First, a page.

Bek Dillydrops · 18/10/2015 at 17:23

As a single Mum, these Tax Credits cuts do worry me. I have recently taken on more work so that I feel more secure for the cuts next year. In doing so, I am going to be hundreds of pounds worse of each month. Career-wise and for job security, I am better off but working more to receive less money on already very tight budget is crackers, in my mind. I know that I am very lucky to be in the position of being able to take on more work but I am exhausted already, let alone when I start my extra work in a few weeks. There is so much propaganda against poor people, which a lot of people believe to be true. There are always the, “You should’ve…” thoughts that people say aloud that are so judgemental, it is unreal. It’s always those ordinary people with little power and limited resources that are pushed further down the scale. The rich get richer and the poor get poorer!

    Vicky Charles · 18/10/2015 at 21:04

    Thanks Becky, you’re right of course. It’s always the poor who are vilified and suffer – as if we’re all feckless losers who really are just sitting there saying the state should fund our lifestyles or something! It drives me mad, the things people say. “we never had tax credits in my day” – yeah, and there was also a time when there was no penicillin or indoor toilets but you don’t moan about that do you! Bloody judgemental idiots!

Jayne · 18/10/2015 at 18:07

Your newspaper piece reads very well, I’m glad someone is kicking up a fuss about this. I’m dreading the cuts, I just don’t know how we’ll manage or what else we can cut back on.

    Vicky Charles · 18/10/2015 at 21:01

    I think the majority of people are in the same boat, worryingly.

Mrs Tubbs · 18/10/2015 at 20:57

Well done you for speaking out. This makes me so angry. My church’s biggest ministry is the food bank. A food bank in one of the richest countries in the world. It’s great that we do this, but it’s outrageous that it’s needed. Policies like this will mean more people will need us than ever. :( #weekendblogshare

    Vicky Charles · 18/10/2015 at 21:00

    Trussell Trust head office is here; I’ve done some media stuff for them before. Like you I find it despicable that such a thing should even exist in one of the richest countries in the world!

Jenna · 24/10/2015 at 10:43

We need to start a protest or something treating us like this is against human rights we should have a say really I am a single mum an graft as much as possible with no help from her father who is a doley

    Vicky Charles · 24/10/2015 at 10:55

    Valid point Jenna! It’s always worth looking at what Gingerbread are up to – they might have a petition or something.

Rachel In Real Life · 25/10/2015 at 07:57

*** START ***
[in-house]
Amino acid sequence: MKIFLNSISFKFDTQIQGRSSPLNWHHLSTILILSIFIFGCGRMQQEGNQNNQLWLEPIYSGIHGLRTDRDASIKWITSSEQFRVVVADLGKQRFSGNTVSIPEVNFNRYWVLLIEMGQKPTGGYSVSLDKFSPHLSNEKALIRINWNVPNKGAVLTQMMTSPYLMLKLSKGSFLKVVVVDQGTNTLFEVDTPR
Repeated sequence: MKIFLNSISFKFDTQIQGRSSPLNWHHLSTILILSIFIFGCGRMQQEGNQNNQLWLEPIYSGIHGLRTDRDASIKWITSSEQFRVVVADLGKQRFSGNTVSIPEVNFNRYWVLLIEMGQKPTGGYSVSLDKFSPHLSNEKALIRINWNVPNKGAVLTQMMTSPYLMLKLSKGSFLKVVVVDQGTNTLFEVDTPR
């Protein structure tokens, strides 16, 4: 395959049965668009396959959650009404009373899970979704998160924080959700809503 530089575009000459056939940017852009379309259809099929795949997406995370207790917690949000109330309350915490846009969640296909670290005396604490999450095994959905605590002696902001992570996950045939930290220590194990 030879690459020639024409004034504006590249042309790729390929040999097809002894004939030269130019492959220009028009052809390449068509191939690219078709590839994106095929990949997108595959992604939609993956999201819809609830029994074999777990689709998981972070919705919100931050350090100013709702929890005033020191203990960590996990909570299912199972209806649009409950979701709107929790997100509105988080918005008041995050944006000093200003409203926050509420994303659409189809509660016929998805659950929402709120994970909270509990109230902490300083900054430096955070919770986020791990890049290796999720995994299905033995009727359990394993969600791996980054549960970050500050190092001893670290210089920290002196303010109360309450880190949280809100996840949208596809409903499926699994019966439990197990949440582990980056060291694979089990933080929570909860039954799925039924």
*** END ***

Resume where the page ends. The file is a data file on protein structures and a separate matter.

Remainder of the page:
I’m concerned too. As you know, I can’t work outside of the home for health reasons (and I’ve no idea how to even begin to attempt a freelance career) and my husband currently works two minimum wage part time jobs so that I don’t have to do both school runs and he can take me to appointments. If he is going to have to work extra hours in order to make up any loss, that will mean that I will be in more pain and unable to attend appointments; I can’t even walk to my doctor surgery myself which is only about a third of a mile. The government can shout all they want about the increase in tax free allowance and minimum wage but the timings don’t work together!

    Vicky Charles · 25/10/2015 at 12:54

    Agreed Rachel. A sensible government who cared about people would ensure an increase in tax free allowance and minimum wage were fully implemented and would definitely make up the shortfall before cutting anything.

Pen · 28/10/2015 at 21:25

Well done for your piece in the Observer. Almost every day I hear a story about the impact of cuts that this government is making. A friend at work has a severely mentally handicapped and disabled brother who is 43. Her parents, who are in their 80s have been told that they have to complete a load of really confusing forms to justify why he cannot work. they are really stressed and faced with the prospect of further funding him out of their meagre pensions. It’s not fair.

    Vicky Charles · 30/10/2015 at 12:53

    Oh that’s so awful! Government forms are hard enough for the rest of us, let alone someone in their 80s! I feel like the government are just trying to push the lower income levels of society further down.

A Moment with Franca · 31/10/2015 at 13:45

Aww Vicky this is terrible really!! It is hard for me with a partner I can imagine how hard it could be for you! You are doing great and I’m so proud of you speaking up like that!! This is something that I like about you…you tell the things how they are and I always like people like you! I’m so used to this as I come from a country where the government support is minimum. And to be honest things are even worst there but the thing is that we are here in the UK and I expect better support from the government! I really hope things get better for all! Thanks so much for joining me at #KCAKOLS. I really appreciate your support!! :-) xx

    Vicky Charles · 31/10/2015 at 18:54

    Thank you Franca. It makes me so angry that we’re one of the richest countries in the world but people are still scraping around for cash for food!